- You can treat most minor cuts/scrapes at home.
- First, stop the bleeding, and then clean the wound.
- Watch for signs of infection: redness, pus, pain, swelling, fever.
Most cuts and scrapes are small injuries that can be treated at home, but it’s good to know when to get medical care for yourself or someone else.
- Stop any bleeding by applying gentle pressure with a clean cloth or bandage
- Wash your hands with soap and water before and after touching the wound
- Clean the cut/scrape by holding the wound under a faucet of running water (NOT hot water). You may use mild soap but don’t scrub initially. Dirt and pebbles will often come out of the cut by holding the wound under a faucet for about 1-3 minutes (you can also rinse the cut/scrape with a cup of water). If there’s still a black color from road burn after washing, you can gently scrub for 15 minutes. If there’s still a black color, you need to see a health professional to ensure the gravel is out of the wound.
- Let the cut/scrape air-dry or lightly dab it with a clean bandage or cloth
- Apply an antibiotic ointment
- Cover the area with a Band-Aid or non-stick gauze pad
- Use paper tape or a gauze wrap to hold the gauze pad in place
- Keep the wound clean and dry: After cleaning the wound, apply a small amount of the antibiotic ointment and change the bandage every day (more frequently if it gets wet), until it is completely healed.
- Check for signs of infection: Redness, pus (yellow and/or green drainage), pain, swelling, and/or warm to touch.
- When the wound turns a light pink color, you may stop applying the antibiotic ointment and leave it uncovered.
When should I get medical care?
Because most cuts and scrapes are minor, they can be treated at home using the tips listed above. However, some injuries are more serious.
You should call your health care provider right away or go to the closest emergency room if the wound is:
- Bleeding a lot – you can’t stop it after (5-10 minutes) of pressure with a bandage or clean cloth
- Very painful
- Ragged around the edges
- Open, wide, or jagged – You may need to see a health care provider for a special medical glue, steri-strips, or stitches
- Close to the eye or on the face – even a small cut on the face should be checked by a health care provider because of the risk of a scar.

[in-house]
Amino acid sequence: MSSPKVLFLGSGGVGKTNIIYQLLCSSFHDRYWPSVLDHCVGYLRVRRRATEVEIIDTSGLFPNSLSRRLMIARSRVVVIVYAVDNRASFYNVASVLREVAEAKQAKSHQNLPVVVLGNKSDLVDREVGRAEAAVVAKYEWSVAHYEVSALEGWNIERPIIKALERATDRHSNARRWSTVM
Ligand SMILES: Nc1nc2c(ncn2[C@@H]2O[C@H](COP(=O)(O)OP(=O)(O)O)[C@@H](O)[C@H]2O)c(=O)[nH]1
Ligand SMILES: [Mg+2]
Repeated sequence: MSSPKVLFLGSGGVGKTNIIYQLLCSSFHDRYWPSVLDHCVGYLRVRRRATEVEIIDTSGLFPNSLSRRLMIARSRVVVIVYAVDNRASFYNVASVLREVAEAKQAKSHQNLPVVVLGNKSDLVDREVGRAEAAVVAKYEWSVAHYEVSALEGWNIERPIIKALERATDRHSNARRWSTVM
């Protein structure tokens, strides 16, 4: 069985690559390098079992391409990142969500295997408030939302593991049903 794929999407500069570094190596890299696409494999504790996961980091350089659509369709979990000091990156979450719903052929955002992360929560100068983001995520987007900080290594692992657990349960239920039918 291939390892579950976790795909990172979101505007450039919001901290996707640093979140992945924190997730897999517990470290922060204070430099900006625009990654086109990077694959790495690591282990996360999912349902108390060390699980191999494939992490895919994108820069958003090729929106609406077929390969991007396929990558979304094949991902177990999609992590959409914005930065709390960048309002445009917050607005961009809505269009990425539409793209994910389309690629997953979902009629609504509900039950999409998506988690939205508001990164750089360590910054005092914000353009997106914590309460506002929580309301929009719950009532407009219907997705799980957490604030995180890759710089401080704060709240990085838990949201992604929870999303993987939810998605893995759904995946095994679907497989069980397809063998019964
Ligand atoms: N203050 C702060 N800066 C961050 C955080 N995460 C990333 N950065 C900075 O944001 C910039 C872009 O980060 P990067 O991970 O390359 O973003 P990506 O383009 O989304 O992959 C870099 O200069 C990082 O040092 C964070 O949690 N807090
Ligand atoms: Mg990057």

- Caused by a nail, or other sharp, pointy, dirty, or rusty object
- Black or brown color from “road burn” after washing (which can mean that there’s still dirt and tiny rocks in the scrape that you need a health professional to scrub away)
- Swelling over a bone or joint
- Caused from an animal or human bite
- Showing signs of infection (see below)
- You should also call your health care provider if you haven’t had (or can’t remember having) a tetanus vaccination in the past 5 years.
How can I prevent a wound infection?
As long as you keep a cut/scrape clean, and change the bandage once a day, it’s unlikely that you’ll get a wound infection. Remember to keep your wound covered and don’t touch or blow on it.
How do I know if a cut or scrape is infected?
If the cut or scrape is infected, you may see one or more of these symptoms:
- Pus or cloudy fluid is draining from the wound
- Scab has gotten bigger
- Redness around the wound is worse
- More pain or swelling 48 hours after the injury
- Wound doesn’t look like it’s healing
Call your health care provider if you have any of the symptoms above.
Is there anything I can do to prevent getting cuts and scrapes?
Yes. While we can’t always avoid getting cuts and scrapes, you can prevent them most of the time. Here’s how:
- Always wear safety gear (such as a helmet, knee and elbow pads) depending on what activity you are doing: Ex. rollerblading, biking, or other active sports
- Don’t walk barefoot
- Always protect your eyes with goggles (when using tools, etc.)